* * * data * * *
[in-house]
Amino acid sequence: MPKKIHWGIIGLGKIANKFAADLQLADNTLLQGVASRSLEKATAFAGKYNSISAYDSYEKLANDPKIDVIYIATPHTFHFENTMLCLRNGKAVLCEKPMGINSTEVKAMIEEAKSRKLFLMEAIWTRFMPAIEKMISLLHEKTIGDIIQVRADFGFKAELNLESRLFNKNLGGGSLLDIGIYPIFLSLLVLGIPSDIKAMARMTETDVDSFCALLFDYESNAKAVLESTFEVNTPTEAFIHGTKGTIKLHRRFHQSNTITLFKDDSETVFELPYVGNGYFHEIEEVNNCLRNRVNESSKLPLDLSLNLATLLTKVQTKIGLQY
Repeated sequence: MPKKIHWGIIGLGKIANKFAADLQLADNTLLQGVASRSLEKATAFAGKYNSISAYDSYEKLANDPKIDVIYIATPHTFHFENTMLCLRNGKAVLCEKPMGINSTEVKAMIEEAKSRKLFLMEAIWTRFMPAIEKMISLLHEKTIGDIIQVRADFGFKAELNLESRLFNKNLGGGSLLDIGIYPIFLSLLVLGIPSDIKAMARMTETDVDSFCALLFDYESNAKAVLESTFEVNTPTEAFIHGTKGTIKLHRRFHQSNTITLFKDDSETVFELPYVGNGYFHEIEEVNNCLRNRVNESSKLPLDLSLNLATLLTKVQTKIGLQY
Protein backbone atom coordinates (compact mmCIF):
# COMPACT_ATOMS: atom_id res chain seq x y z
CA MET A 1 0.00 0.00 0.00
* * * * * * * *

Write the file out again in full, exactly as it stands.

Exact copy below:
[in-house]
Amino acid sequence: MPKKIHWGIIGLGKIANKFAADLQLADNTLLQGVASRSLEKATAFAGKYNSISAYDSYEKLANDPKIDVIYIATPHTFHFENTMLCLRNGKAVLCEKPMGINSTEVKAMIEEAKSRKLFLMEAIWTRFMPAIEKMISLLHEKTIGDIIQVRADFGFKAELNLESRLFNKNLGGGSLLDIGIYPIFLSLLVLGIPSDIKAMARMTETDVDSFCALLFDYESNAKAVLESTFEVNTPTEAFIHGTKGTIKLHRRFHQSNTITLFKDDSETVFELPYVGNGYFHEIEEVNNCLRNRVNESSKLPLDLSLNLATLLTKVQTKIGLQY
Repeated sequence: MPKKIHWGIIGLGKIANKFAADLQLADNTLLQGVASRSLEKATAFAGKYNSISAYDSYEKLANDPKIDVIYIATPHTFHFENTMLCLRNGKAVLCEKPMGINSTEVKAMIEEAKSRKLFLMEAIWTRFMPAIEKMISLLHEKTIGDIIQVRADFGFKAELNLESRLFNKNLGGGSLLDIGIYPIFLSLLVLGIPSDIKAMARMTETDVDSFCALLFDYESNAKAVLESTFEVNTPTEAFIHGTKGTIKLHRRFHQSNTITLFKDDSETVFELPYVGNGYFHEIEEVNNCLRNRVNESSKLPLDLSLNLATLLTKVQTKIGLQY
Protein backbone atom coordinates (compact mmCIF):
# COMPACT_ATOMS: atom_id res chain seq x y z
CA MET A 1 0.00 0.00 0.00